In this section, the carried out discussion on reflectogram processing approaches and multiple access schemes throughout the paper is validated via numerical results. Given this context, Subsection VIA compares the pulse compression and channel estimation procedures, while Subsection VIB addresses system limitations due to regulatory constraints. Finally, the discussed multiple access schemes are analyzed in Subsection VIC.
Via Pulse compression and channel estimation comparison
In order to corroborate with the claim that the channel estimation procedure outperforms the classical pulse compression for TDR, Fig. 2 presents a comparison of both approaches in terms of computational complexity. Based on the expressions provided in Subsections IIIA and IIIB, a far higher computational complexity is demanded by the pulse compression approach as it is performed on a longer vector.
Furthermore, the claim that the quality of obtained reflectograms is higher in the channel estimation procedure is endorsed by the results from Figs. 3 and 4. In these figures, PSLR and ISLR values are respectively shown for the equivalent transmit pulse obtained via pulse compression and the equivalent transmit pulse for the channel estimation procedure. In this figure, typical modulations schemes for PLC systems, namely binary phaseshift keying (BPSK), quadrature phaseshift keying (QPSK), and eight phaseshift keying (8PSK) [37], are considered for the pulse compression approach, being the results for the channel estimation approach independent of the adopted scheme.
The attained results show that the PSLR decreases with the modulation order for the pulse compression approach. As increases, the difference among the PSLR values yielded by either pulse compression or channel estimation becomes negligible. Finally, it is observed that PSLR levels decrease inversely along with .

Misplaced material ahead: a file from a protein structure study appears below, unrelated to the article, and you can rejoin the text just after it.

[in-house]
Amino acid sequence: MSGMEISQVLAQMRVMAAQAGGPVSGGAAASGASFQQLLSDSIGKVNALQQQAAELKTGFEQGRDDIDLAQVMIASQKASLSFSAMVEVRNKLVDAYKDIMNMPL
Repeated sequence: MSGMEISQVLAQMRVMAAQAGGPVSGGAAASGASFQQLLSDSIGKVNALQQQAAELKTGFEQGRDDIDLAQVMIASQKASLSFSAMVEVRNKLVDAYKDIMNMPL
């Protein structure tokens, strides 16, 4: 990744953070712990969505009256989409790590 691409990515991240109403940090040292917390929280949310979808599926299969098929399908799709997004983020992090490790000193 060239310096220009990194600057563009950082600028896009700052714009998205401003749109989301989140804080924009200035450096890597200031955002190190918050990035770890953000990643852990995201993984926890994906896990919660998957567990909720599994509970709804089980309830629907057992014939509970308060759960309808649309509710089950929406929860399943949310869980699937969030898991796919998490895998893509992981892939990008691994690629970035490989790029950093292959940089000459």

Regarding ISLR, the attained values also decrease with the modulation order for the pulse compression procedure, being the difference between QPSK and 8PSK more subtle. The best ISLR values are attained by the channel estimation procedures, which significantly outperforms the pulse compression procedure by about dB if QPSK and 8PSK are assumed for the latter, and by dB if pulse compression is performed on a signal belonging to a BPSK modulation. Unlike the PSLR case, there is a slight increase of ISLR values along with . This is explained by the fact that, given a fixed , the side lobe level is increased, while the main lobe duration of seconds and therefore the main lobe level are maintained for longer HSOFDM symbols.
ViB System limitations
Although an adequate parametrization of the HSOFDMbased TDR system can yield valid reflectograms, regulatory constraints limit the PSLR and ISLR values, as well as achievable range resolution and maximum unambiguous range. The latter two parameters are also influenced by characteristics of the cable where the injected signal propagates, which define the phase velocity . An awareness of such limitations is therefore paramount for performing adequate sensing of the power distribution network.
In this context, two scenarios are addressed, namely an European underground lowvoltage power distribution network and an US overhead mediumvoltage power distribution network in a rural area. For the lowvoltage scenario, it is considered a power supply cable NAYY150SE with resistance , inductance , conductance , and capacitance per unit length calculated as in [38], whereas for the mediumvoltage cable, the power supply cable with distributed parameters listed in [37] is adopted. Based on these parameters, the phase velocity is calculated by [20], resulting in for the considered LV cable, and for the considered MV cable.
Fig. 5 shows the range resolution as a function of the occupied frequency bandwidth for the considered LV and MV scenarios. The achieved values range from tens of thousands of kilometers for low values to a few meters for higher values, with a ratio of between the resolution in the MV and LV and scenarios due to their different phase velocity. The presented results indicate that values in the NBPLC frequency range, i.e., kHz, result in fair range resolution values, i.e., m, and therefore a fair capability of resolving close impedance discontinuities for typical distances covered by PLC signaling in LV and MV power distribution networks, which are about km in MV scenarios and shorter in LV scenarios [4, 39].